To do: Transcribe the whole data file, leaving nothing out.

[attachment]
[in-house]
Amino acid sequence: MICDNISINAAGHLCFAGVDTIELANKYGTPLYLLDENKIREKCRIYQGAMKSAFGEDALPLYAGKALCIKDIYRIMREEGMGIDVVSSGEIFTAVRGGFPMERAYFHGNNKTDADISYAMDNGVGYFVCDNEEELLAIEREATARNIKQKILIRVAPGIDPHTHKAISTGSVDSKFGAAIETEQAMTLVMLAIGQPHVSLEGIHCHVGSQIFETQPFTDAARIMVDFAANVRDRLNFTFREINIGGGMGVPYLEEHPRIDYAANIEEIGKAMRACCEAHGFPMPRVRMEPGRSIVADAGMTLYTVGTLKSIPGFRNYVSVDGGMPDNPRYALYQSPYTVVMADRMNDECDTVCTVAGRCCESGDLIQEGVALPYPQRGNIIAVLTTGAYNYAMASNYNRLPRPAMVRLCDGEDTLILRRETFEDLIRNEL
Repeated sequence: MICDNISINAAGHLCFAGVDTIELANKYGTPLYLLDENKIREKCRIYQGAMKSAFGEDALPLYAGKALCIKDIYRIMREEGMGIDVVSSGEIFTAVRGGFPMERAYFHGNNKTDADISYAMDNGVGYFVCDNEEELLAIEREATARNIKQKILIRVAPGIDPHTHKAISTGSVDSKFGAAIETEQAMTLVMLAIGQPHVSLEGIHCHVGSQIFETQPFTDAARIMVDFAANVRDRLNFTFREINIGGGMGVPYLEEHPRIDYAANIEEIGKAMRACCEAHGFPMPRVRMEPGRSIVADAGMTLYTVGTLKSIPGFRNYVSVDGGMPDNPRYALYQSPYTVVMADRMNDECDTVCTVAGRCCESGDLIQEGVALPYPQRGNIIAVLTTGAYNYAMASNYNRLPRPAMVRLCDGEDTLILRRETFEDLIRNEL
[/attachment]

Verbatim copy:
[in-house]
Amino acid sequence: MICDNISINAAGHLCFAGVDTIELANKYGTPLYLLDENKIREKCRIYQGAMKSAFGEDALPLYAGKALCIKDIYRIMREEGMGIDVVSSGEIFTAVRGGFPMERAYFHGNNKTDADISYAMDNGVGYFVCDNEEELLAIEREATARNIKQKILIRVAPGIDPHTHKAISTGSVDSKFGAAIETEQAMTLVMLAIGQPHVSLEGIHCHVGSQIFETQPFTDAARIMVDFAANVRDRLNFTFREINIGGGMGVPYLEEHPRIDYAANIEEIGKAMRACCEAHGFPMPRVRMEPGRSIVADAGMTLYTVGTLKSIPGFRNYVSVDGGMPDNPRYALYQSPYTVVMADRMNDECDTVCTVAGRCCESGDLIQEGVALPYPQRGNIIAVLTTGAYNYAMASNYNRLPRPAMVRLCDGEDTLILRRETFEDLIRNEL
Repeated sequence: MICDNISINAAGHLCFAGVDTIELANKYGTPLYLLDENKIREKCRIYQGAMKSAFGEDALPLYAGKALCIKDIYRIMREEGMGIDVVSSGEIFTAVRGGFPMERAYFHGNNKTDADISYAMDNGVGYFVCDNEEELLAIEREATARNIKQKILIRVAPGIDPHTHKAISTGSVDSKFGAAIETEQAMTLVMLAIGQPHVSLEGIHCHVGSQIFETQPFTDAARIMVDFAANVRDRLNFTFREINIGGGMGVPYLEEHPRIDYAANIEEIGKAMRACCEAHGFPMPRVRMEPGRSIVADAGMTLYTVGTLKSIPGFRNYVSVDGGMPDNPRYALYQSPYTVVMADRMNDECDTVCTVAGRCCESGDLIQEGVALPYPQRGNIIAVLTTGAYNYAMASNYNRLPRPAMVRLCDGEDTLILRRETFEDLIRNEL